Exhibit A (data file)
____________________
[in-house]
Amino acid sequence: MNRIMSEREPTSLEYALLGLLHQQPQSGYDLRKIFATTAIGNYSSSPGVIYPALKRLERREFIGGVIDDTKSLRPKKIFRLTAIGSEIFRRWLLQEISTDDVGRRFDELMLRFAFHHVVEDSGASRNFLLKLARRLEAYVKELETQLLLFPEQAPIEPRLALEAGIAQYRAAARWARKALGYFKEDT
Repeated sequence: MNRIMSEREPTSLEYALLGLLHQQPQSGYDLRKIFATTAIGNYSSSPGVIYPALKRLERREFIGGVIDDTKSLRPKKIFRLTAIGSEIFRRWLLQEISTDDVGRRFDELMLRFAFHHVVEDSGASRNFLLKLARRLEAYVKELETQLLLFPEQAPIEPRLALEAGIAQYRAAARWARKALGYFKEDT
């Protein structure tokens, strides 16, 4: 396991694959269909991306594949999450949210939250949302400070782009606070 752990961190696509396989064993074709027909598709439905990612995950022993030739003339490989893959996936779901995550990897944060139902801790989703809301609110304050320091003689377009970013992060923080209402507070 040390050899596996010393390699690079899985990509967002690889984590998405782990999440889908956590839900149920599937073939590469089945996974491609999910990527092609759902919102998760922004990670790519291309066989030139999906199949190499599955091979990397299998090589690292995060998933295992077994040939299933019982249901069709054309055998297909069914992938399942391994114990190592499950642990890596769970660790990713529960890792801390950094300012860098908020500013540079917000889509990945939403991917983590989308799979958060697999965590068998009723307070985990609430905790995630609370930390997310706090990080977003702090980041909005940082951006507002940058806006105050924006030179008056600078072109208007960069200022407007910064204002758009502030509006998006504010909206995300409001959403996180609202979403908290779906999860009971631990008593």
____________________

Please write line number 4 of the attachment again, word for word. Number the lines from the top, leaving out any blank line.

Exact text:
């Protein structure tokens, strides 16, 4: 396991694959269909991306594949999450949210939250949302400070782009606070 752990961190696509396989064993074709027909598709439905990612995950022993030739003339490989893959996936779901995550990897944060139902801790989703809301609110304050320091003689377009970013992060923080209402507070 040390050899596996010393390699690079899985990509967002690889984590998405782990999440889908956590839900149920599937073939590469089945996974491609999910990527092609759902919102998760922004990670790519291309066989030139999906199949190499599955091979990397299998090589690292995060998933295992077994040939299933019982249901069709054309055998297909069914992938399942391994114990190592499950642990890596769970660790990713529960890792801390950094300012860098908020500013540079917000889509990945939403991917983590989308799979958060697999965590068998009723307070985990609430905790995630609370930390997310706090990080977003702090980041909005940082951006507002940058806006105050924006030179008056600078072109208007960069200022407007910064204002758009502030509006998006504010909206995300409001959403996180609202979403908290779906999860009971631990008593």